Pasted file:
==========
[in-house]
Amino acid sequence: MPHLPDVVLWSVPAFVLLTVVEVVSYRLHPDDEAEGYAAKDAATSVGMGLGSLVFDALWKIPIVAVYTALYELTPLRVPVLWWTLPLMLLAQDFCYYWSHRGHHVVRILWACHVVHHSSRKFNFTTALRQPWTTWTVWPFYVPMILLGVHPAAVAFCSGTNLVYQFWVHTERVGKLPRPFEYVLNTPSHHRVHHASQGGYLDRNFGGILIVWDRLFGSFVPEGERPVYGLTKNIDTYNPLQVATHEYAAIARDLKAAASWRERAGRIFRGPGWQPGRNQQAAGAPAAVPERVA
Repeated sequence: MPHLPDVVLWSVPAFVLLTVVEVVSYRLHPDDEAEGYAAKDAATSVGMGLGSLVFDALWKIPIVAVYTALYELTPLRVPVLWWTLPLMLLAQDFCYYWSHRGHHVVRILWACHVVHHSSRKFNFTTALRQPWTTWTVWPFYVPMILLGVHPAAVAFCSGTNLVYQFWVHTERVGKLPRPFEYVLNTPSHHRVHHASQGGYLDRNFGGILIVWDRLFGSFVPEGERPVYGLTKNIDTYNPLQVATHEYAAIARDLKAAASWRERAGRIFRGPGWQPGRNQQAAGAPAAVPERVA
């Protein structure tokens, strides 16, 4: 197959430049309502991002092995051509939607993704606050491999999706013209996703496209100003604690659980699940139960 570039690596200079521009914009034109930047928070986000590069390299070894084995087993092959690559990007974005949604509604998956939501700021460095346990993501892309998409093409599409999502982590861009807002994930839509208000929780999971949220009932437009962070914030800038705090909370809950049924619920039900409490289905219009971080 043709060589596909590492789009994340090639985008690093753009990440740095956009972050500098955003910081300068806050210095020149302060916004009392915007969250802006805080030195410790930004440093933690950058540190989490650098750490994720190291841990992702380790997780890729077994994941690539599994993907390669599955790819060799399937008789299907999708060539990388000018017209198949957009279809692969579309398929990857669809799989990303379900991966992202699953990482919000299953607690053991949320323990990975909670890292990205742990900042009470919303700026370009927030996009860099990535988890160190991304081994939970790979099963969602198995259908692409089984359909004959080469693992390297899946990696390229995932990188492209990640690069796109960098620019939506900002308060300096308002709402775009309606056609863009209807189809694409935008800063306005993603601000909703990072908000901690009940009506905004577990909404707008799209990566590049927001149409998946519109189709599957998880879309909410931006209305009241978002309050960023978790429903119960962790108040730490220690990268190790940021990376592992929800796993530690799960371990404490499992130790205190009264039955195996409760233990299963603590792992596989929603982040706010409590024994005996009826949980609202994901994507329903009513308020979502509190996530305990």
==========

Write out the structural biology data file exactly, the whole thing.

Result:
[in-house]
Amino acid sequence: MPHLPDVVLWSVPAFVLLTVVEVVSYRLHPDDEAEGYAAKDAATSVGMGLGSLVFDALWKIPIVAVYTALYELTPLRVPVLWWTLPLMLLAQDFCYYWSHRGHHVVRILWACHVVHHSSRKFNFTTALRQPWTTWTVWPFYVPMILLGVHPAAVAFCSGTNLVYQFWVHTERVGKLPRPFEYVLNTPSHHRVHHASQGGYLDRNFGGILIVWDRLFGSFVPEGERPVYGLTKNIDTYNPLQVATHEYAAIARDLKAAASWRERAGRIFRGPGWQPGRNQQAAGAPAAVPERVA
Repeated sequence: MPHLPDVVLWSVPAFVLLTVVEVVSYRLHPDDEAEGYAAKDAATSVGMGLGSLVFDALWKIPIVAVYTALYELTPLRVPVLWWTLPLMLLAQDFCYYWSHRGHHVVRILWACHVVHHSSRKFNFTTALRQPWTTWTVWPFYVPMILLGVHPAAVAFCSGTNLVYQFWVHTERVGKLPRPFEYVLNTPSHHRVHHASQGGYLDRNFGGILIVWDRLFGSFVPEGERPVYGLTKNIDTYNPLQVATHEYAAIARDLKAAASWRERAGRIFRGPGWQPGRNQQAAGAPAAVPERVA
């Protein structure tokens, strides 16, 4: 197959430049309502991002092995051509939607993704606050491999999706013209996703496209100003604690659980699940139960 570039690596200079521009914009034109930047928070986000590069390299070894084995087993092959690559990007974005949604509604998956939501700021460095346990993501892309998409093409599409999502982590861009807002994930839509208000929780999971949220009932437009962070914030800038705090909370809950049924619920039900409490289905219009971080 043709060589596909590492789009994340090639985008690093753009990440740095956009972050500098955003910081300068806050210095020149302060916004009392915007969250802006805080030195410790930004440093933690950058540190989490650098750490994720190291841990992702380790997780890729077994994941690539599994993907390669599955790819060799399937008789299907999708060539990388000018017209198949957009279809692969579309398929990857669809799989990303379900991966992202699953990482919000299953607690053991949320323990990975909670890292990205742990900042009470919303700026370009927030996009860099990535988890160190991304081994939970790979099963969602198995259908692409089984359909004959080469693992390297899946990696390229995932990188492209990640690069796109960098620019939506900002308060300096308002709402775009309606056609863009209807189809694409935008800063306005993603601000909703990072908000901690009940009506905004577990909404707008799209990566590049927001149409998946519109189709599957998880879309909410931006209305009241978002309050960023978790429903119960962790108040730490220690990268190790940021990376592992929800796993530690799960371990404490499992130790205190009264039955195996409760233990299963603590792992596989929603982040706010409590024994005996009826949980609202994901994507329903009513308020979502509190996530305990």